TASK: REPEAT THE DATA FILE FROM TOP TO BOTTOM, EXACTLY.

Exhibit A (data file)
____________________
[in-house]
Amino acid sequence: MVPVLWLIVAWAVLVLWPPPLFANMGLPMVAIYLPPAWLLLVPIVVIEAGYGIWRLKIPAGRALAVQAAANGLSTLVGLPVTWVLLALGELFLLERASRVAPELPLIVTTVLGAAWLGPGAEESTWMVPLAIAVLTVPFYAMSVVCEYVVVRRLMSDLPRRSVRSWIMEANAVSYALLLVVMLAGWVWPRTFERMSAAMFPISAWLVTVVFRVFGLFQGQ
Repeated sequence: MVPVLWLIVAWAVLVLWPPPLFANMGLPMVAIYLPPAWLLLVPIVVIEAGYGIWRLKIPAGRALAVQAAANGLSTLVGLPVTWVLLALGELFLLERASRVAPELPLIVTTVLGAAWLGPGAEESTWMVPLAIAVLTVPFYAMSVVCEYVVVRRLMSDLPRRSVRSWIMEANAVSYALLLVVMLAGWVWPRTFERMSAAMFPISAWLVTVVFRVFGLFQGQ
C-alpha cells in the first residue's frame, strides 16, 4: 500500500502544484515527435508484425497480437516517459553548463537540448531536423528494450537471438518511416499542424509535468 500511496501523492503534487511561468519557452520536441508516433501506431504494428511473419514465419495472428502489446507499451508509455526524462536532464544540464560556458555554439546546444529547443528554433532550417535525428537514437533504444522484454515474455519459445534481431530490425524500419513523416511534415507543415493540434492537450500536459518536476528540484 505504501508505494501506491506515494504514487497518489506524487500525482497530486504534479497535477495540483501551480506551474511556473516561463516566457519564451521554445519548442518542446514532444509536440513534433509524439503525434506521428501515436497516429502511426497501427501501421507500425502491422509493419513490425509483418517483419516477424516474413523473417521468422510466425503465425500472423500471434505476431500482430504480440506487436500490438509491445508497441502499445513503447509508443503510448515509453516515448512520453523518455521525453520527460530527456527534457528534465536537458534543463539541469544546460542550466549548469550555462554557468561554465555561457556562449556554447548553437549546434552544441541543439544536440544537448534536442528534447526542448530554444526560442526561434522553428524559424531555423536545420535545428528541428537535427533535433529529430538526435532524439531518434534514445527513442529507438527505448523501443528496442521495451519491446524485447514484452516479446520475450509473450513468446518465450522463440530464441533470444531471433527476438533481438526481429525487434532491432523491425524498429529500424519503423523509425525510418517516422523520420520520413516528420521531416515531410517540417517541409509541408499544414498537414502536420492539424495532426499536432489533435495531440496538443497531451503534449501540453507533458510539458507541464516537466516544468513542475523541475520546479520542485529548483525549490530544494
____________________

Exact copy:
[in-house]
Amino acid sequence: MVPVLWLIVAWAVLVLWPPPLFANMGLPMVAIYLPPAWLLLVPIVVIEAGYGIWRLKIPAGRALAVQAAANGLSTLVGLPVTWVLLALGELFLLERASRVAPELPLIVTTVLGAAWLGPGAEESTWMVPLAIAVLTVPFYAMSVVCEYVVVRRLMSDLPRRSVRSWIMEANAVSYALLLVVMLAGWVWPRTFERMSAAMFPISAWLVTVVFRVFGLFQGQ
Repeated sequence: MVPVLWLIVAWAVLVLWPPPLFANMGLPMVAIYLPPAWLLLVPIVVIEAGYGIWRLKIPAGRALAVQAAANGLSTLVGLPVTWVLLALGELFLLERASRVAPELPLIVTTVLGAAWLGPGAEESTWMVPLAIAVLTVPFYAMSVVCEYVVVRRLMSDLPRRSVRSWIMEANAVSYALLLVVMLAGWVWPRTFERMSAAMFPISAWLVTVVFRVFGLFQGQ
C-alpha cells in the first residue's frame, strides 16, 4: 500500500502544484515527435508484425497480437516517459553548463537540448531536423528494450537471438518511416499542424509535468 500511496501523492503534487511561468519557452520536441508516433501506431504494428511473419514465419495472428502489446507499451508509455526524462536532464544540464560556458555554439546546444529547443528554433532550417535525428537514437533504444522484454515474455519459445534481431530490425524500419513523416511534415507543415493540434492537450500536459518536476528540484 505504501508505494501506491506515494504514487497518489506524487500525482497530486504534479497535477495540483501551480506551474511556473516561463516566457519564451521554445519548442518542446514532444509536440513534433509524439503525434506521428501515436497516429502511426497501427501501421507500425502491422509493419513490425509483418517483419516477424516474413523473417521468422510466425503465425500472423500471434505476431500482430504480440506487436500490438509491445508497441502499445513503447509508443503510448515509453516515448512520453523518455521525453520527460530527456527534457528534465536537458534543463539541469544546460542550466549548469550555462554557468561554465555561457556562449556554447548553437549546434552544441541543439544536440544537448534536442528534447526542448530554444526560442526561434522553428524559424531555423536545420535545428528541428537535427533535433529529430538526435532524439531518434534514445527513442529507438527505448523501443528496442521495451519491446524485447514484452516479446520475450509473450513468446518465450522463440530464441533470444531471433527476438533481438526481429525487434532491432523491425524498429529500424519503423523509425525510418517516422523520420520520413516528420521531416515531410517540417517541409509541408499544414498537414502536420492539424495532426499536432489533435495531440496538443497531451503534449501540453507533458510539458507541464516537466516544468513542475523541475520546479520542485529548483525549490530544494